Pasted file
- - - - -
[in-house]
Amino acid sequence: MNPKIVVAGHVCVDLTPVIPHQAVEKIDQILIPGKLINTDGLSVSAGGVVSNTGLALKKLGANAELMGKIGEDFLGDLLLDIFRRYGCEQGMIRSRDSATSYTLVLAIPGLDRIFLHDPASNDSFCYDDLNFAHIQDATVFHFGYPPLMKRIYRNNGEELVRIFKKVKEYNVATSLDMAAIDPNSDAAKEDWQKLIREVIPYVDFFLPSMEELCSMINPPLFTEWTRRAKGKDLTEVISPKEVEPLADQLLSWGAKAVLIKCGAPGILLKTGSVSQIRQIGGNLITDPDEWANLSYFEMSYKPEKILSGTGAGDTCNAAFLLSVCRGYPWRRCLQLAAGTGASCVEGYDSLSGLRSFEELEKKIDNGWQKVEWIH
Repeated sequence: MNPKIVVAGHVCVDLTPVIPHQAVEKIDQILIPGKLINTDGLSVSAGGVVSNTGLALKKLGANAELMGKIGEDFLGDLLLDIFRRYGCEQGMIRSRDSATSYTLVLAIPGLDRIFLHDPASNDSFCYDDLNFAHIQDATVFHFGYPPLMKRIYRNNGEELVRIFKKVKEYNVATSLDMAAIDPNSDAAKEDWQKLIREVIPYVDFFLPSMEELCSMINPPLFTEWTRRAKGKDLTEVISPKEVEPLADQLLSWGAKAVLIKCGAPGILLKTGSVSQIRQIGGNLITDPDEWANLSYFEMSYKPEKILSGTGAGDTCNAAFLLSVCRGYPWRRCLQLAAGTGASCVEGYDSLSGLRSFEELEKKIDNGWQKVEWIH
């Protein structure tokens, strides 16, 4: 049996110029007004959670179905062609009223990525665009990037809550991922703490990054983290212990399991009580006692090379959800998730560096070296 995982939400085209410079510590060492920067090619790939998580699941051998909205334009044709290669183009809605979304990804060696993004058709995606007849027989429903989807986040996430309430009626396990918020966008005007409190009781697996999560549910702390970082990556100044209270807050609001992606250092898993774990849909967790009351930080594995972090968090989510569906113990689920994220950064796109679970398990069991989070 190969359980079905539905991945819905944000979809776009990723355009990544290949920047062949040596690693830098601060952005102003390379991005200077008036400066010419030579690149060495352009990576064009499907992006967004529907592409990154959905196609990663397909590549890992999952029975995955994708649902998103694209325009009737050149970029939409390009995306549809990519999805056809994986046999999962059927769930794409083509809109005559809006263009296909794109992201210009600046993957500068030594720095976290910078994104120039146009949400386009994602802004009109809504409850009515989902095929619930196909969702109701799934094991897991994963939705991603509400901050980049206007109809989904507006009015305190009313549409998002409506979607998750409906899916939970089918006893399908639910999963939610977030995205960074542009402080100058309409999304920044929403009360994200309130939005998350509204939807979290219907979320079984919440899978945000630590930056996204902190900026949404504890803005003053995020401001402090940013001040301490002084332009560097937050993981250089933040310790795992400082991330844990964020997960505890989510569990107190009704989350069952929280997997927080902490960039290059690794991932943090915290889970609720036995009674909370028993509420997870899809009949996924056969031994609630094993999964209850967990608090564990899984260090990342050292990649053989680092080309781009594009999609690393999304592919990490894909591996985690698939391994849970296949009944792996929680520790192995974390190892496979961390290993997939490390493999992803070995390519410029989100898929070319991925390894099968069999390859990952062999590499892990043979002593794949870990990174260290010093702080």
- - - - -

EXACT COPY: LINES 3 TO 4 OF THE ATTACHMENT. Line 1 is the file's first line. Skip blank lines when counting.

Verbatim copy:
Repeated sequence: MNPKIVVAGHVCVDLTPVIPHQAVEKIDQILIPGKLINTDGLSVSAGGVVSNTGLALKKLGANAELMGKIGEDFLGDLLLDIFRRYGCEQGMIRSRDSATSYTLVLAIPGLDRIFLHDPASNDSFCYDDLNFAHIQDATVFHFGYPPLMKRIYRNNGEELVRIFKKVKEYNVATSLDMAAIDPNSDAAKEDWQKLIREVIPYVDFFLPSMEELCSMINPPLFTEWTRRAKGKDLTEVISPKEVEPLADQLLSWGAKAVLIKCGAPGILLKTGSVSQIRQIGGNLITDPDEWANLSYFEMSYKPEKILSGTGAGDTCNAAFLLSVCRGYPWRRCLQLAAGTGASCVEGYDSLSGLRSFEELEKKIDNGWQKVEWIH
């Protein structure tokens, strides 16, 4: 049996110029007004959670179905062609009223990525665009990037809550991922703490990054983290212990399991009580006692090379959800998730560096070296 995982939400085209410079510590060492920067090619790939998580699941051998909205334009044709290669183009809605979304990804060696993004058709995606007849027989429903989807986040996430309430009626396990918020966008005007409190009781697996999560549910702390970082990556100044209270807050609001992606250092898993774990849909967790009351930080594995972090968090989510569906113990689920994220950064796109679970398990069991989070 190969359980079905539905991945819905944000979809776009990723355009990544290949920047062949040596690693830098601060952005102003390379991005200077008036400066010419030579690149060495352009990576064009499907992006967004529907592409990154959905196609990663397909590549890992999952029975995955994708649902998103694209325009009737050149970029939409390009995306549809990519999805056809994986046999999962059927769930794409083509809109005559809006263009296909794109992201210009600046993957500068030594720095976290910078994104120039146009949400386009994602802004009109809504409850009515989902095929619930196909969702109701799934094991897991994963939705991603509400901050980049206007109809989904507006009015305190009313549409998002409506979607998750409906899916939970089918006893399908639910999963939610977030995205960074542009402080100058309409999304920044929403009360994200309130939005998350509204939807979290219907979320079984919440899978945000630590930056996204902190900026949404504890803005003053995020401001402090940013001040301490002084332009560097937050993981250089933040310790795992400082991330844990964020997960505890989510569990107190009704989350069952929280997997927080902490960039290059690794991932943090915290889970609720036995009674909370028993509420997870899809009949996924056969031994609630094993999964209850967990608090564990899984260090990342050292990649053989680092080309781009594009999609690393999304592919990490894909591996985690698939391994849970296949009944792996929680520790192995974390190892496979961390290993997939490390493999992803070995390519410029989100898929070319991925390894099968069999390859990952062999590499892990043979002593794949870990990174260290010093702080």